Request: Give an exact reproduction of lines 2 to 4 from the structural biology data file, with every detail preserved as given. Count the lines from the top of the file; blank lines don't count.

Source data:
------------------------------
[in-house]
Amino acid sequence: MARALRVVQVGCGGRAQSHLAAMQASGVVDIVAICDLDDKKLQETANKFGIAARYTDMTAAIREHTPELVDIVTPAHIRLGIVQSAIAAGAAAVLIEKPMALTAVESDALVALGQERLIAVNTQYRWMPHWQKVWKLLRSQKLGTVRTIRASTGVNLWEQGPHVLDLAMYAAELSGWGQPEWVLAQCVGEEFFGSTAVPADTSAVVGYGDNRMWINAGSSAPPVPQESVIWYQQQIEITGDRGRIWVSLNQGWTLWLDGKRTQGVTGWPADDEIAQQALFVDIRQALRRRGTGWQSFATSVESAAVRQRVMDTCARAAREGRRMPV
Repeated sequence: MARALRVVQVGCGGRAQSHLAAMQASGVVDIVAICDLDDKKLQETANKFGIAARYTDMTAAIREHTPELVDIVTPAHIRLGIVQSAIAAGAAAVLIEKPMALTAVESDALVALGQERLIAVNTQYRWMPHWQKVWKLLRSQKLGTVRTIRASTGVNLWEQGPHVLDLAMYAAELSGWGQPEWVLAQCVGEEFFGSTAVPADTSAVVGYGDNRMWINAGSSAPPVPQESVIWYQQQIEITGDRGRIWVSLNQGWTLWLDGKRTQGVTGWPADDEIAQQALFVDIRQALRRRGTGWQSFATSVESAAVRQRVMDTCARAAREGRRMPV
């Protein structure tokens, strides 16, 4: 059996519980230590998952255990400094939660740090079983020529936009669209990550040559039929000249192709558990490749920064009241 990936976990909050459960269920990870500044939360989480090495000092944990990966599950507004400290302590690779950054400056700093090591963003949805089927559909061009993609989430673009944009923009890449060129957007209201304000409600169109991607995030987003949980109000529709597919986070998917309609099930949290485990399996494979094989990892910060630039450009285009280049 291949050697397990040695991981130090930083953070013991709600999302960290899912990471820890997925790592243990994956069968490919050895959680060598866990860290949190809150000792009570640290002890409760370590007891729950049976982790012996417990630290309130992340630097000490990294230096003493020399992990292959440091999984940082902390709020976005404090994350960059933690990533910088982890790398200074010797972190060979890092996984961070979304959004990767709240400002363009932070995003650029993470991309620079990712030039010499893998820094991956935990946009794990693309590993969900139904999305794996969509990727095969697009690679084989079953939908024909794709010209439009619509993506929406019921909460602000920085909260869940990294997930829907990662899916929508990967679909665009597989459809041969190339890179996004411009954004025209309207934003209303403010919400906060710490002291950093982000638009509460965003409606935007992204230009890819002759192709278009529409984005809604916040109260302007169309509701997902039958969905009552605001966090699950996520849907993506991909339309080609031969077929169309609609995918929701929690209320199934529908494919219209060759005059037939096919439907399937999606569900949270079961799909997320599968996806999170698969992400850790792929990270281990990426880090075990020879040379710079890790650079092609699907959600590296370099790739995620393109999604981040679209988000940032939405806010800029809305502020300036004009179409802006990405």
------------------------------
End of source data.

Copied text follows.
Amino acid sequence: MARALRVVQVGCGGRAQSHLAAMQASGVVDIVAICDLDDKKLQETANKFGIAARYTDMTAAIREHTPELVDIVTPAHIRLGIVQSAIAAGAAAVLIEKPMALTAVESDALVALGQERLIAVNTQYRWMPHWQKVWKLLRSQKLGTVRTIRASTGVNLWEQGPHVLDLAMYAAELSGWGQPEWVLAQCVGEEFFGSTAVPADTSAVVGYGDNRMWINAGSSAPPVPQESVIWYQQQIEITGDRGRIWVSLNQGWTLWLDGKRTQGVTGWPADDEIAQQALFVDIRQALRRRGTGWQSFATSVESAAVRQRVMDTCARAAREGRRMPV
Repeated sequence: MARALRVVQVGCGGRAQSHLAAMQASGVVDIVAICDLDDKKLQETANKFGIAARYTDMTAAIREHTPELVDIVTPAHIRLGIVQSAIAAGAAAVLIEKPMALTAVESDALVALGQERLIAVNTQYRWMPHWQKVWKLLRSQKLGTVRTIRASTGVNLWEQGPHVLDLAMYAAELSGWGQPEWVLAQCVGEEFFGSTAVPADTSAVVGYGDNRMWINAGSSAPPVPQESVIWYQQQIEITGDRGRIWVSLNQGWTLWLDGKRTQGVTGWPADDEIAQQALFVDIRQALRRRGTGWQSFATSVESAAVRQRVMDTCARAAREGRRMPV
């Protein structure tokens, strides 16, 4: 059996519980230590998952255990400094939660740090079983020529936009669209990550040559039929000249192709558990490749920064009241 990936976990909050459960269920990870500044939360989480090495000092944990990966599950507004400290302590690779950054400056700093090591963003949805089927559909061009993609989430673009944009923009890449060129957007209201304000409600169109991607995030987003949980109000529709597919986070998917309609099930949290485990399996494979094989990892910060630039450009285009280049 291949050697397990040695991981130090930083953070013991709600999302960290899912990471820890997925790592243990994956069968490919050895959680060598866990860290949190809150000792009570640290002890409760370590007891729950049976982790012996417990630290309130992340630097000490990294230096003493020399992990292959440091999984940082902390709020976005404090994350960059933690990533910088982890790398200074010797972190060979890092996984961070979304959004990767709240400002363009932070995003650029993470991309620079990712030039010499893998820094991956935990946009794990693309590993969900139904999305794996969509990727095969697009690679084989079953939908024909794709010209439009619509993506929406019921909460602000920085909260869940990294997930829907990662899916929508990967679909665009597989459809041969190339890179996004411009954004025209309207934003209303403010919400906060710490002291950093982000638009509460965003409606935007992204230009890819002759192709278009529409984005809604916040109260302007169309509701997902039958969905009552605001966090699950996520849907993506991909339309080609031969077929169309609609995918929701929690209320199934529908494919219209060759005059037939096919439907399937999606569900949270079961799909997320599968996806999170698969992400850790792929990270281990990426880090075990020879040379710079890790650079092609699907959600590296370099790739995620393109999604981040679209988000940032939405806010800029809305502020300036004009179409802006990405």